The Student Voice of Prosper High School
As+he+prepares+for+the+Friday%2C+Sept.+17%2C+game+in+Arlington%2C+head+cheer+coach+Cameron+Jones+watches+as+Prosper+cheerleaders+and+football+players+run+onto+the+field.+This+is+Jones+first+year+in+Prosper.+Jones+has+been+involved+in+cheerleading+for+more+than+20+years.+

Riley McConnell

As he prepares for the Friday, Sept. 17, game in Arlington, head cheer coach Cameron Jones watches as Prosper cheerleaders and football players run onto the field. This is Jones’ first year in Prosper. Jones has been involved in cheerleading for more than 20 years.

Head cheer coach Cameron Jones shares finding love for sport

Reading Time: 4 minutes

With a blur of arms and legs, the cheerleaders begin their chants. Voices raise from the crowd as fans add volume. Cameron Jones watches, enveloped by the noise as his cheer squad moves from one routine to the next. 

Jones has been in cheerleading as both a team member and a coach for more than 20 years, with this one being his first as head cheer coach. He began his cheerleading career in high school after attending several football games at the Air Force Academy in Colorado Springs, where he lived at the time.

“We would go to football games there all the time,” Jones said. “I would always watch the cheerleaders, and it was the first time I had ever seen guys doing cheerleading. And the way they could hold girls above their head, I thought that it was the absolute coolest thing. So, I was like, ‘I want to do that.'”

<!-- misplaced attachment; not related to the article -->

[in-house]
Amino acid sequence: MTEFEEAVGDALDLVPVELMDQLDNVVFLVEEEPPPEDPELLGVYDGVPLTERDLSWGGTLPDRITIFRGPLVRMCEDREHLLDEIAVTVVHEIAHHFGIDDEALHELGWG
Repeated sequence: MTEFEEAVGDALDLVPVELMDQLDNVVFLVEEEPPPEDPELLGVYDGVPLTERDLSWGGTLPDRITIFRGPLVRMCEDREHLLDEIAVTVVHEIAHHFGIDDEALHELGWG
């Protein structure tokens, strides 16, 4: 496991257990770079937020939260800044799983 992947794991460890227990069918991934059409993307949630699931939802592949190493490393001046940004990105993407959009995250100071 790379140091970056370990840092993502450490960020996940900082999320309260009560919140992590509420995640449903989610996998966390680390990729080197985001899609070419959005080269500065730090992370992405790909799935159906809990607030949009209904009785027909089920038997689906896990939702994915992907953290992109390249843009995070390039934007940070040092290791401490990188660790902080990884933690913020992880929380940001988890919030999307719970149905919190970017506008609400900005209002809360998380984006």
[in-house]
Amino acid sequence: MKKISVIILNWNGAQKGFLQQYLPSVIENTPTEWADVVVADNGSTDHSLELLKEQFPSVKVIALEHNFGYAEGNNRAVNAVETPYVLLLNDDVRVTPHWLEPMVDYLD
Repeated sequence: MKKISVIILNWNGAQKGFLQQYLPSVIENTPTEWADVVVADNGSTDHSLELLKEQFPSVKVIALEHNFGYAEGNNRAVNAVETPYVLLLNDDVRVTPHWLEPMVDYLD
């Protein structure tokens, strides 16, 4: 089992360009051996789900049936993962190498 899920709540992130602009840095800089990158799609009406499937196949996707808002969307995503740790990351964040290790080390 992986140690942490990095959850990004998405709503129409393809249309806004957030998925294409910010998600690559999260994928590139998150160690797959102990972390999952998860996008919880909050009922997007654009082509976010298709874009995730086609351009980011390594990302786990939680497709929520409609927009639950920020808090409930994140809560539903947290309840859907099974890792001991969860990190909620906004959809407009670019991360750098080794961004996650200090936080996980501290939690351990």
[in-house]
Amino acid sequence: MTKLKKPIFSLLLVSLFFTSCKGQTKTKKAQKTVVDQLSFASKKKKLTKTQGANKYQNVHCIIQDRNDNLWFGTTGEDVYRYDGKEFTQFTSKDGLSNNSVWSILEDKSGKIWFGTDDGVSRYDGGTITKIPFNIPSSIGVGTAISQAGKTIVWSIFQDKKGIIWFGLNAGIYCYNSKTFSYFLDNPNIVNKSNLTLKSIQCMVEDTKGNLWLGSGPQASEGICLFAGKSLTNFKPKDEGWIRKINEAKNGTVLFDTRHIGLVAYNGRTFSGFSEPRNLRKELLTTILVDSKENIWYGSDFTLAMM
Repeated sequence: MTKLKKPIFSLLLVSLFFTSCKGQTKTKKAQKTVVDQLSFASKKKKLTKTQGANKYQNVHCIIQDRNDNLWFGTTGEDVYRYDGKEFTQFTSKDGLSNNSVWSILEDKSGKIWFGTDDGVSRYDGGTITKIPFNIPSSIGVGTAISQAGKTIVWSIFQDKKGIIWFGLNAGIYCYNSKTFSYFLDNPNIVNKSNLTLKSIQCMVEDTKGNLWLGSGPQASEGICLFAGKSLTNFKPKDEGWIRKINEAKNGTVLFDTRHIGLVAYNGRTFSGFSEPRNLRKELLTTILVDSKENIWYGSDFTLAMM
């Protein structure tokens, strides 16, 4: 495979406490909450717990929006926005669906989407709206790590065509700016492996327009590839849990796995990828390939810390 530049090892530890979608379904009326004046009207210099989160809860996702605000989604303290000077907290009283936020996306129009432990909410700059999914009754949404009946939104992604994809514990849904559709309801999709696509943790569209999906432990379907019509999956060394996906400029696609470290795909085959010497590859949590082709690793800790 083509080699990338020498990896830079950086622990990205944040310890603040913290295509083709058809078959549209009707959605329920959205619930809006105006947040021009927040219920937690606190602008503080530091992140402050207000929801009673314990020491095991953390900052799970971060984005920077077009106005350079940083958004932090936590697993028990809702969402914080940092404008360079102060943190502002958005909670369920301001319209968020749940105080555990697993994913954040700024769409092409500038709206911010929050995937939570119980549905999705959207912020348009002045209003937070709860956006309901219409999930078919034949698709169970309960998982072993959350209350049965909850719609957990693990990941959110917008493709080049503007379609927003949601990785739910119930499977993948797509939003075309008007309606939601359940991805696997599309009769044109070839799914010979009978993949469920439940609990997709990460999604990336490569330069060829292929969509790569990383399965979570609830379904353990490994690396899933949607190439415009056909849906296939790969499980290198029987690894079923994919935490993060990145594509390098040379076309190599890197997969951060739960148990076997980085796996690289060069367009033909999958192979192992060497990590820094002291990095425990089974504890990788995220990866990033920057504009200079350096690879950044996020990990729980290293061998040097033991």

“My favorite thing about cheer is the athleticism and the performance aspect of it,” Jones said. “It doesn’t matter whether you’re doing competition cheer or whether you’re doing traditional high school cheer, there’s an athleticism that has to be there. Also, the performance aspect, whether you’re on the sideline at a game and you’re trying to get the crowd excited where you put that smile on. Having both of those together is just great. I love it.””

— Head cheer coach Cameron Jones

After being inspired by other male cheerleaders, Jones began his cheer career in his junior year of high school.

“From high school, I cheered in college at the University of North Texas,” Jones said. “I worked at an All-Star gym. From there, I coached at a high school and then went back into All-Stars.”

Jones said he never planned on becoming a cheer coach, but one of his teammates pushed him to coach at an All-Star gym because she saw his potential as a coach.

“I think she was pushing me to work there because we had taught NCA (National Cheerleader Association) camps together, so she knew I knew how to teach cheerleading,” Jones said. “She was like, ‘You’d be perfect for this,’ and so I said, ‘Why not?’ It was just kind of something I got into, and I enjoyed it and kept doing it.”

The next years in Jones’ career were spent at a variety of competitive cheerleading gyms, but when Jones saw that the district wanted to invest in cheerleading, he said he made the transition to high school coaching easily.